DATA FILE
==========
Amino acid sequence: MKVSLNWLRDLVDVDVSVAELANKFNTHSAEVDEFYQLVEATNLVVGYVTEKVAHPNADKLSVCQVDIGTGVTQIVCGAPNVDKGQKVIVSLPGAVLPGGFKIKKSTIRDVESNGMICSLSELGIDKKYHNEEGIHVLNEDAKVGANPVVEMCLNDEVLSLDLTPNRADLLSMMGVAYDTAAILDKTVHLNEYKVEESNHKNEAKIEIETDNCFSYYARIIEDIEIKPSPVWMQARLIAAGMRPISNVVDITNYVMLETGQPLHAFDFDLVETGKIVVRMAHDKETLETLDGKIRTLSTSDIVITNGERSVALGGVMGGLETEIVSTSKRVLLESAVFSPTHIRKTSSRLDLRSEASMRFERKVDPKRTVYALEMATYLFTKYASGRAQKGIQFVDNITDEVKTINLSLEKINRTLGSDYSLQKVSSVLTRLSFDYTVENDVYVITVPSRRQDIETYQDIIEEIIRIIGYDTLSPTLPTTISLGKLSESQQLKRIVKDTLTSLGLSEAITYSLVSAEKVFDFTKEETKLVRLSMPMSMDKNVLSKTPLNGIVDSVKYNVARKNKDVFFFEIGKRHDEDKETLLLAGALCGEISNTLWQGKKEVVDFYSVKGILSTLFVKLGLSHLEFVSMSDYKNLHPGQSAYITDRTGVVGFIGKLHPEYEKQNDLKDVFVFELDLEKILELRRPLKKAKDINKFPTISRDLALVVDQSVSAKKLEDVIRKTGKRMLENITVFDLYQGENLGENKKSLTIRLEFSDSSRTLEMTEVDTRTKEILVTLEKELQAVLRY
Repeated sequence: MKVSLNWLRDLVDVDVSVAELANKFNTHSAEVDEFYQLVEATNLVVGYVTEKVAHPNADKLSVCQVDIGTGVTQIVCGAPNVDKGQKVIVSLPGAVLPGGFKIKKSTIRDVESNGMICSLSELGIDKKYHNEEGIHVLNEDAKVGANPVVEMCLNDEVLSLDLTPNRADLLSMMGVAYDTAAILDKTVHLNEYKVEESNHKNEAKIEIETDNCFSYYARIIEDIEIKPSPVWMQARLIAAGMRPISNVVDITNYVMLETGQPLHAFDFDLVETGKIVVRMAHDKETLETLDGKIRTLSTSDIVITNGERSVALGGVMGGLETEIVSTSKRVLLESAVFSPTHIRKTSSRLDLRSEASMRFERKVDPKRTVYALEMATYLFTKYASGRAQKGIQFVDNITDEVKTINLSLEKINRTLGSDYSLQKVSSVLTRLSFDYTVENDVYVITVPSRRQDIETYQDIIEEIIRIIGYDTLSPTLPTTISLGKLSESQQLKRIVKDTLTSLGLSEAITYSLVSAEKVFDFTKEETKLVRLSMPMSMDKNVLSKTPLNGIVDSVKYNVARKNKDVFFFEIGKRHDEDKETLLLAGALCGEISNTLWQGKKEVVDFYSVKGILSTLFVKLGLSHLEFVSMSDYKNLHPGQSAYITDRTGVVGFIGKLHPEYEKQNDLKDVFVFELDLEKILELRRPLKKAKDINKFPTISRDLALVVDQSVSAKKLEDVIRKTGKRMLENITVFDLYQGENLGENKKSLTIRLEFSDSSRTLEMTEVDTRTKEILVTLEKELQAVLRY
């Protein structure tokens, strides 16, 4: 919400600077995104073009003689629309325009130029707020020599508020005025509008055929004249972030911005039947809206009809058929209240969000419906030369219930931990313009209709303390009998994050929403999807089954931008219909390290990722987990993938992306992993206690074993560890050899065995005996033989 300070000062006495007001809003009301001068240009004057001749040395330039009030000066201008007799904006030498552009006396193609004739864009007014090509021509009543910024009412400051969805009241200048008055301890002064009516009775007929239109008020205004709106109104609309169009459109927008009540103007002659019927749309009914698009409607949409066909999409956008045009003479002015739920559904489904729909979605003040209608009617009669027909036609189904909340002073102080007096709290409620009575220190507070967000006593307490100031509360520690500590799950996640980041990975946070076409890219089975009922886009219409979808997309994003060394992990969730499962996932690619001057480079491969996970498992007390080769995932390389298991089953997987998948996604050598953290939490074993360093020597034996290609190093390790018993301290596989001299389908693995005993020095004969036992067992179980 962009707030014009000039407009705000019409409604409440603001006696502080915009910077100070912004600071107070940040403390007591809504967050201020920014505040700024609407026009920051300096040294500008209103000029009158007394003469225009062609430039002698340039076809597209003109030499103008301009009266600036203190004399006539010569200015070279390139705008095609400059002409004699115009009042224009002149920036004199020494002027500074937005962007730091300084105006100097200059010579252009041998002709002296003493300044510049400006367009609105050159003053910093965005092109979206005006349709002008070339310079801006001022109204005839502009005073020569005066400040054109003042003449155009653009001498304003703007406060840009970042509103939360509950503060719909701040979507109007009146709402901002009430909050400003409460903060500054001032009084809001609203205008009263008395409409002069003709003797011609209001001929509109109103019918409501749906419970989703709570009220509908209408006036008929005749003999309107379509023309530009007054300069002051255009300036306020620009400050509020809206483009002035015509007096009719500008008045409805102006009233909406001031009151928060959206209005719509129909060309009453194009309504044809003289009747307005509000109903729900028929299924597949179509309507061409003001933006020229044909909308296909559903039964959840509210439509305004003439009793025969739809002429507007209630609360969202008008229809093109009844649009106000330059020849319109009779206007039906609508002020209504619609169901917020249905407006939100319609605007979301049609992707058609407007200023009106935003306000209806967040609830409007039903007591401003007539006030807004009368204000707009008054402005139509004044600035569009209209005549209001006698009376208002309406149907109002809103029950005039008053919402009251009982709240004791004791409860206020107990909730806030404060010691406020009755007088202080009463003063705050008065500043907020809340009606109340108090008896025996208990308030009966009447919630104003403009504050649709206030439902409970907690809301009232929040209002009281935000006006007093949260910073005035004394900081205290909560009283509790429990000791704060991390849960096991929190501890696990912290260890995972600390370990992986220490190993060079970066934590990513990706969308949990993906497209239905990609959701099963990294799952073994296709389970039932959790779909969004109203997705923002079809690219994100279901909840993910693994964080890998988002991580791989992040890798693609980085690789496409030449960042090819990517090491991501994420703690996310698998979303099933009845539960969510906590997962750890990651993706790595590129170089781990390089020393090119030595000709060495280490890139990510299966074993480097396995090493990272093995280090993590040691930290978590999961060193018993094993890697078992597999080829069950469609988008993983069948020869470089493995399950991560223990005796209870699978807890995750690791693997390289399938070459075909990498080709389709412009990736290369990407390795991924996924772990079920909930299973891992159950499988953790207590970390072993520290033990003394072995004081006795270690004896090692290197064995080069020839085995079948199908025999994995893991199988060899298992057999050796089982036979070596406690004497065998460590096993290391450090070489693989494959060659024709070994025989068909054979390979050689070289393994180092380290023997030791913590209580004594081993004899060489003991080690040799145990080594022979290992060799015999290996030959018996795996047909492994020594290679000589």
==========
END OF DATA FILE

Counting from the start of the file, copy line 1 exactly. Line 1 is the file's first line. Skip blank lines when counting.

Amino acid sequence: MKVSLNWLRDLVDVDVSVAELANKFNTHSAEVDEFYQLVEATNLVVGYVTEKVAHPNADKLSVCQVDIGTGVTQIVCGAPNVDKGQKVIVSLPGAVLPGGFKIKKSTIRDVESNGMICSLSELGIDKKYHNEEGIHVLNEDAKVGANPVVEMCLNDEVLSLDLTPNRADLLSMMGVAYDTAAILDKTVHLNEYKVEESNHKNEAKIEIETDNCFSYYARIIEDIEIKPSPVWMQARLIAAGMRPISNVVDITNYVMLETGQPLHAFDFDLVETGKIVVRMAHDKETLETLDGKIRTLSTSDIVITNGERSVALGGVMGGLETEIVSTSKRVLLESAVFSPTHIRKTSSRLDLRSEASMRFERKVDPKRTVYALEMATYLFTKYASGRAQKGIQFVDNITDEVKTINLSLEKINRTLGSDYSLQKVSSVLTRLSFDYTVENDVYVITVPSRRQDIETYQDIIEEIIRIIGYDTLSPTLPTTISLGKLSESQQLKRIVKDTLTSLGLSEAITYSLVSAEKVFDFTKEETKLVRLSMPMSMDKNVLSKTPLNGIVDSVKYNVARKNKDVFFFEIGKRHDEDKETLLLAGALCGEISNTLWQGKKEVVDFYSVKGILSTLFVKLGLSHLEFVSMSDYKNLHPGQSAYITDRTGVVGFIGKLHPEYEKQNDLKDVFVFELDLEKILELRRPLKKAKDINKFPTISRDLALVVDQSVSAKKLEDVIRKTGKRMLENITVFDLYQGENLGENKKSLTIRLEFSDSSRTLEMTEVDTRTKEILVTLEKELQAVLRY